Mark your ballots now, because director Steve McQueen's powerful and unflinching 12 Years a Slave will deservedly score some Oscar gold. Beginning in 1841, the film tells the incredible true story of Solomon Northup (Chiwetel Ejiofor), a free, well-educated black man from Saratoga Springs, NY, who's abducted and sold into slavery. (At the time, America had 13 Free States and 13 Slave States.) Northup gets traded to several slaveholders, including kindly William Ford (Benedict Cumberbatch) and sadistic Edwin Epps (Michael Fassbender). Regularly whipped, humiliated, and forced to work the cotton fields of Louisiana, Northup struggles to stay alive as he searches for a means of escape.
Find out more with our five essential facts:
A 19th Century Bestseller: John Ridley's screenplay is based on Northup's 1853 memoir, Twelve Years a Slave, which was published just five months after his rescue and eight years before the start of the Civil War. The book was quite popular, selling 30,000 copies in its first two years, but fell into obscurity over the next century. Before even reading the book, McQueen (Shame) had expressed interest in doing a film about the American slave experience. He mentioned the idea to his wife, Bianca, who found Northup's memoir.
Meeting the Daunting Challenge: Ejiofor, who was born in London to Nigerian parents, was McQueen's first choice to play Northup, but the Children of Men actor was initially unsure about signing on. Though riveted by the script, Ejiofor knew the film would be physically, emotionally, and psychologically difficult. He also knew he had to be involved, so he accepted the role and threw himself into research about the antebellum South. The extreme Louisiana heat also helped him relate to Northup's suffering, as temps during the shoot soared over 100 degrees.
A Master and His Wife: Fassbender is scary and scary-good as slave owner Epps, a ruthless, drunken, slave-raping rageaholic. The real Epps had such a notorious reputation that to this day Louisiana locals admonish someone by saying, "Stop being Epps." Sarah Paulson (American Horror Story) plays Epps' jealous wife, mortified by her husband's affair with his slave mistress. Paulson confesses she used her own immense attraction to Fassbender's looks and talent to portray Mrs. Epps' complicated feelings for her unfaithful spouse.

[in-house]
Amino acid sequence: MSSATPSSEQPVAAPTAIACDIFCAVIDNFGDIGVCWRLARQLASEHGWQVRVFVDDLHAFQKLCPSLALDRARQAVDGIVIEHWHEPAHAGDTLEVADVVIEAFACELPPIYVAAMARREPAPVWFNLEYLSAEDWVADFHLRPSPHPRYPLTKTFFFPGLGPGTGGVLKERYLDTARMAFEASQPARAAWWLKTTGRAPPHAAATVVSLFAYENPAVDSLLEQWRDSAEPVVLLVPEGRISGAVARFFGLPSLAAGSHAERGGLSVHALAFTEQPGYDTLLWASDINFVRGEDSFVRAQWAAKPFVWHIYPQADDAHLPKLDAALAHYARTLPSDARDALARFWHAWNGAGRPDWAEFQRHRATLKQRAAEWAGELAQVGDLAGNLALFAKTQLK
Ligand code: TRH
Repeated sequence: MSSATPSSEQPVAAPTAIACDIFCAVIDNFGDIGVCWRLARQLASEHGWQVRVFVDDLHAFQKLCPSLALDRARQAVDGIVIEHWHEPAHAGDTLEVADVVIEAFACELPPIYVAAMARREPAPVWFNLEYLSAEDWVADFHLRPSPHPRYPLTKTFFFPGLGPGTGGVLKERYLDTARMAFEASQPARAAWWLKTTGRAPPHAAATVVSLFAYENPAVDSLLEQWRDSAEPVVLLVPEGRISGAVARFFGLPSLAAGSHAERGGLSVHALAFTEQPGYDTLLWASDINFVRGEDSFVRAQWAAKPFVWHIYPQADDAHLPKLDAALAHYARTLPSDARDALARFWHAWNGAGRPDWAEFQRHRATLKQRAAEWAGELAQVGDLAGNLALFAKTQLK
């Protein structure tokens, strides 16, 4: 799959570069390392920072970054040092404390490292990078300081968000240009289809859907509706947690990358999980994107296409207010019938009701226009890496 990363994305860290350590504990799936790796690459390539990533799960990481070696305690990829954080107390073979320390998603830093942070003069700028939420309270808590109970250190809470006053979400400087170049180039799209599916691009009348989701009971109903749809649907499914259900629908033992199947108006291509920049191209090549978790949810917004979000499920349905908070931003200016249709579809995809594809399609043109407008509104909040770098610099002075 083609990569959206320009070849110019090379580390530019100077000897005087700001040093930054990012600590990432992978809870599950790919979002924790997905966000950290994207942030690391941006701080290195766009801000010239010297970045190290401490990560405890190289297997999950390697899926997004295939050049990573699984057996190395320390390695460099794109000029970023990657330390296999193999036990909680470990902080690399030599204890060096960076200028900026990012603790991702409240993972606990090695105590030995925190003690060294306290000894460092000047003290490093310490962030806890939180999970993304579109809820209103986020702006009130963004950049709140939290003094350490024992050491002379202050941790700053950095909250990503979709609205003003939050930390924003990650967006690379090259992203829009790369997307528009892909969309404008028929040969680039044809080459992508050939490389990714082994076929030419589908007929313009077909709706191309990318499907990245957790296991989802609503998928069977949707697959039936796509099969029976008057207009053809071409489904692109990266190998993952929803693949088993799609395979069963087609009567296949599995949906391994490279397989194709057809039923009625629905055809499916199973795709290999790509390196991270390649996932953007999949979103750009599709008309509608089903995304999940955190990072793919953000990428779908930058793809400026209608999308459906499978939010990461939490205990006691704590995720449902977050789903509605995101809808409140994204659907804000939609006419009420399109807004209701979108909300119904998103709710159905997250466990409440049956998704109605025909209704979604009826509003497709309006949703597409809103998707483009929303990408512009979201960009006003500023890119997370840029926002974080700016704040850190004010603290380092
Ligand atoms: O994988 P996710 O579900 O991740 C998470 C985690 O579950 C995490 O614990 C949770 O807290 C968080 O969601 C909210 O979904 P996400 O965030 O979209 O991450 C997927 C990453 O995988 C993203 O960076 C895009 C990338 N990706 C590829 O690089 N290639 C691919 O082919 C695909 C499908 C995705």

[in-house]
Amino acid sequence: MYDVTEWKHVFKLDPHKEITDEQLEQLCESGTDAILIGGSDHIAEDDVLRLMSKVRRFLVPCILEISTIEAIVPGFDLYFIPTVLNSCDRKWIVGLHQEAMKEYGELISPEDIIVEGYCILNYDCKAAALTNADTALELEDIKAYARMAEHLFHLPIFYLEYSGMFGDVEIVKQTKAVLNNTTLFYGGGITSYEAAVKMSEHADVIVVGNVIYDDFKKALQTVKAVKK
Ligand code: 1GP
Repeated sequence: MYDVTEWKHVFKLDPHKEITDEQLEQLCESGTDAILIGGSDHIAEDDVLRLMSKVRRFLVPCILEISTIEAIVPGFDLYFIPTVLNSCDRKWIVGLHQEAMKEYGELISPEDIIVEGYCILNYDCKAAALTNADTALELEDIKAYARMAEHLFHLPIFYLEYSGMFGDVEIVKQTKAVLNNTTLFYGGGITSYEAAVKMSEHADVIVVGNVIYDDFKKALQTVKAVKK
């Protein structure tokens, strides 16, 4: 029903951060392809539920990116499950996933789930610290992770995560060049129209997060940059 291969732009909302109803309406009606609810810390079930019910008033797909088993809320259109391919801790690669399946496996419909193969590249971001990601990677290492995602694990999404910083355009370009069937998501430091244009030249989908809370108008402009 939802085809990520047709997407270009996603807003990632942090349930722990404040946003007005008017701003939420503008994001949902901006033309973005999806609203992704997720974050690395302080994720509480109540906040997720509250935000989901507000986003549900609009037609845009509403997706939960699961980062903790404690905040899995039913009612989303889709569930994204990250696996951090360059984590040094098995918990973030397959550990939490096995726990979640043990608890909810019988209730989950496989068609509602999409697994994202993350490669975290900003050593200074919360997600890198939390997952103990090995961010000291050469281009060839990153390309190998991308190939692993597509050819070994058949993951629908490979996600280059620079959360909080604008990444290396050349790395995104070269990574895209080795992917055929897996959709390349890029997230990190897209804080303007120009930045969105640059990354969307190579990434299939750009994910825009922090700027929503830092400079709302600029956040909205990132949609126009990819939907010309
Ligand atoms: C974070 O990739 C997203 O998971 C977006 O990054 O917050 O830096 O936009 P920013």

The Enslaved Mistress: Lupita Nyong'o makes her film debut as Patsey, the unfortunate object of Epps' tormented desire. The Mexican-born, Kenyan-raised Yale graduate beat out 1,000+ actresses after auditioning in three different states. Her prep to play Patsey included reading female accounts of slavery, working with a dialect coach, and even learning to make cornhusk dolls. Nyong'o says her anxiety about working with her onscreen lover/abuser Fassbender was soon dispelled: "On camera, he's terrifying. But in real life, he's a very gentle person."
Recreating Dixie: The 35-day shoot began at a plantation in Vacherie, Louisiana, next to where the real Northup spent years in bondage, and included several other historical locations. To accurately depict the era, the filmmakers did exhaustive research and studied paintings, drawings, and etchings. Patricia Norris' costumes also reflect a great level of period detail, though they proved challenging for the actors. Paulson recalls that her wardrobe — heavy corseted dresses with crinolines, petticoats, and bloomers — "couldn't have been more hot! But it also couldn't have felt more authentic."
—Reporting by Jennifer Cooper
(Originally published on Oct. 20, 2013, at 4:54 pm PT)